Georgetown University will hold a religious ceremony in April, timed to the city’s Emancipation Day, as an apology for its historical ties to the slave trade, university officials announced Friday.

In September, the school took steps to acknowledge its role, including giving an admissions preference to the descendants of people enslaved by the Maryland Jesuits, and renaming two buildings on campus. Those halls had been named for Jesuit leaders who orchestrated the sale of 272 slaves that helped pay off a debt at the school.

It was one of the most dramatic efforts by a university to make amends for slavery, at a time when increasing numbers of schools are delving into the past.

It also prompted calls from some descendants for a reconciliation fund.

In 2015, Georgetown’s president, John DeGioia, asked a working group to make recommendations about how best to recognize the university’s ties to slavery. Since then, there have been numerous events such as forums, musical performances, meetings with descendants in their homes and at cemeteries, and ongoing research into the issue.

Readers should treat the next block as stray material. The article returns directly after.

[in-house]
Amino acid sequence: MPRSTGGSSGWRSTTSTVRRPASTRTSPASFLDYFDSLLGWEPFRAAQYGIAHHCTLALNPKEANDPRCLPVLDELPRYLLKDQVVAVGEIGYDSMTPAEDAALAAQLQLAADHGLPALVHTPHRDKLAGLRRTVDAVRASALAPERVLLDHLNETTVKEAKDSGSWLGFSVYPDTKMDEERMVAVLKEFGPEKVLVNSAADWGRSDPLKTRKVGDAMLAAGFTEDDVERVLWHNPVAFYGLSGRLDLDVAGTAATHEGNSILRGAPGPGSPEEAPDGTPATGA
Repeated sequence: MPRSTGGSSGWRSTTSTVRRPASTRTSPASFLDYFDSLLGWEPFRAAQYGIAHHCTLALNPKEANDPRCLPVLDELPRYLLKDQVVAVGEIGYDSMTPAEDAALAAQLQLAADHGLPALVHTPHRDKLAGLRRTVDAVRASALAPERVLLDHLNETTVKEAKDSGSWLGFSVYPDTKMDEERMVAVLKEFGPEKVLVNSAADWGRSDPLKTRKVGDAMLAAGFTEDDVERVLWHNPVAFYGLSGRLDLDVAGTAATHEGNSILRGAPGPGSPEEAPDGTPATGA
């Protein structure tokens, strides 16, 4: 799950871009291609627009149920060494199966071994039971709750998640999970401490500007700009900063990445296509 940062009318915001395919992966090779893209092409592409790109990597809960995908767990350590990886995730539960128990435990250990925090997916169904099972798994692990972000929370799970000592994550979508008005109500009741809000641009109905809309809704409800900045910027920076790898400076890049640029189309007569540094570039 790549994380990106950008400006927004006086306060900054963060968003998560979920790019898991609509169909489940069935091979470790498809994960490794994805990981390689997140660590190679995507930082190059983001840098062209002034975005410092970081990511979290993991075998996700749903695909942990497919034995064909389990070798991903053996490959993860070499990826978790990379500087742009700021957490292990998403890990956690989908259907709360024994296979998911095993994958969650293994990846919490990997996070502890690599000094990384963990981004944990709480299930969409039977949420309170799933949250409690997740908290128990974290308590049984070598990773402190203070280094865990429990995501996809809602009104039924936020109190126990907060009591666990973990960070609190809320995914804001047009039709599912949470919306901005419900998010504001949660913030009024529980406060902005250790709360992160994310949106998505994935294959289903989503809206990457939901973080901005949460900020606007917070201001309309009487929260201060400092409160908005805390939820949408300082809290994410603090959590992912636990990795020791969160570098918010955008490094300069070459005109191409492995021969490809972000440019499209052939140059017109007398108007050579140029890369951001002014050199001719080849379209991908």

At 10 a.m. April 18, Georgetown, with the Archdiocese of Washington and the Society of Jesus in the United States, will hold “a Liturgy of Remembrance, Contrition, and Hope” on campus. At noon, the university will formally rename one hall in honor of Isaac Hawkins, the first slave listed on the 1838 sale documents, and another in honor of Anne Marie Becraft, a free woman who founded a school for black girls in the Georgetown neighborhood in the early 1800s.

“It really is intended to make sure that we remember this part of the university’s history,” said James Benton, who is doing postdoctoral research as the slavery, memory and reconciliation fellow for Georgetown. He expects an annual commemoration around the time of Emancipation Day, which marks the date when enslaved people were freed in the District. “It’s been a pretty interesting process in the last year or so of the descendants and Georgetown getting to know each other. I would expect this to be another step in that process. We’re all coming to terms with the significance of the events of 1838. As we’re trying to find a way to move forward, we’re all learning a little more about each other.”

This post was updated to reflect that Georgetown does not plan a formal Mass but a religious Catholic ceremony.